Bentiu — Unity state's Yida refugee camp is receiving an increasing number of refugees displaced from Sudan's South Kordofan state according to the UN High Commission for Refugee (UNHCR).
The UN confirmed this week it has registered about 2,800 new refugees following the resumption of fighting in Nuba Mountains over the past three weeks.
As the fighting escalated over the past two weeks between Sudanese army (SAF) and the Sudan People Liberation Army-North (SPLA-N) rebels thousands are fleeing into neighbouring Unity state.
The Yida camp hosts 68,000 Sudanese refugees. The UNHCR has called for them to be relocated due to the dangers posed by the proximity to the international border with Sudan and therefore the ongoing conflict.
The increasing population size of the camp also poses a potential health crisis due to the close proximity of its inhabitants, in an unsanitary environment.
The Sudanese refugees who fled to Yida camp face insecurity and poor road accessibility to the state capital. This year the UN says poor health conditions are endangering the lives of Sudanese refugees in the camp, with two Sudanese children reportedly dying of diarrhoea every day.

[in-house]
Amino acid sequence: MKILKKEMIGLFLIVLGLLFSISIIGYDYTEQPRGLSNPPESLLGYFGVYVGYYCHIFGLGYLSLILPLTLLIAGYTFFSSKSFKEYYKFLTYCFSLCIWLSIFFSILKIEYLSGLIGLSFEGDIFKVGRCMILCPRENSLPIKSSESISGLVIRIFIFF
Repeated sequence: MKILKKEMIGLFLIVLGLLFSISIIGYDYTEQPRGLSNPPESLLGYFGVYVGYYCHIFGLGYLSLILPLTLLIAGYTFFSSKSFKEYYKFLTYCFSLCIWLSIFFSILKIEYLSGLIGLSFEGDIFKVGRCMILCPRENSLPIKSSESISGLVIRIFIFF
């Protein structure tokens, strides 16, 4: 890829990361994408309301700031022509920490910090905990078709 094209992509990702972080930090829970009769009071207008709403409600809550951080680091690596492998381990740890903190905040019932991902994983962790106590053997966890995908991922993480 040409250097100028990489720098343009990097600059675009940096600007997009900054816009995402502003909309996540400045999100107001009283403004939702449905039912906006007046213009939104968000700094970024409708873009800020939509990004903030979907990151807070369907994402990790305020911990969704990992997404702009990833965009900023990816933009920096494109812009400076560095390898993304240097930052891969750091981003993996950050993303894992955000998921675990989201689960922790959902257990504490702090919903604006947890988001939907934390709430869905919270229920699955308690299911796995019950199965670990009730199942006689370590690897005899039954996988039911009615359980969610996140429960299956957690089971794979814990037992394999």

The UNHCR wants to relocate refugees from Yida to Nyal, about 60km from the common border, but many of the refugees refused to move to Nyal saying the Yida camp environment is more comfortable.
The rainy season in Unity state has hampered road access difficult. However, with the approach of the dry season and roads from Sudan's South Kordofan becoming passable the UN fear an influx of refugees to the area.
Local authorities and the UNHCR are finalising a study to identify the sustainability of sites for new refugees' arrival. The UN wants to locate the refugees away from the contested Sudan border, with a sufficient water supply and soil suitable for cultivation.
Nyal is also problematic; its low elevation makes it susceptible to flooding. The refugees in Parieng county have also been victim to flooding, necessitating an in depth study on the best relocation site.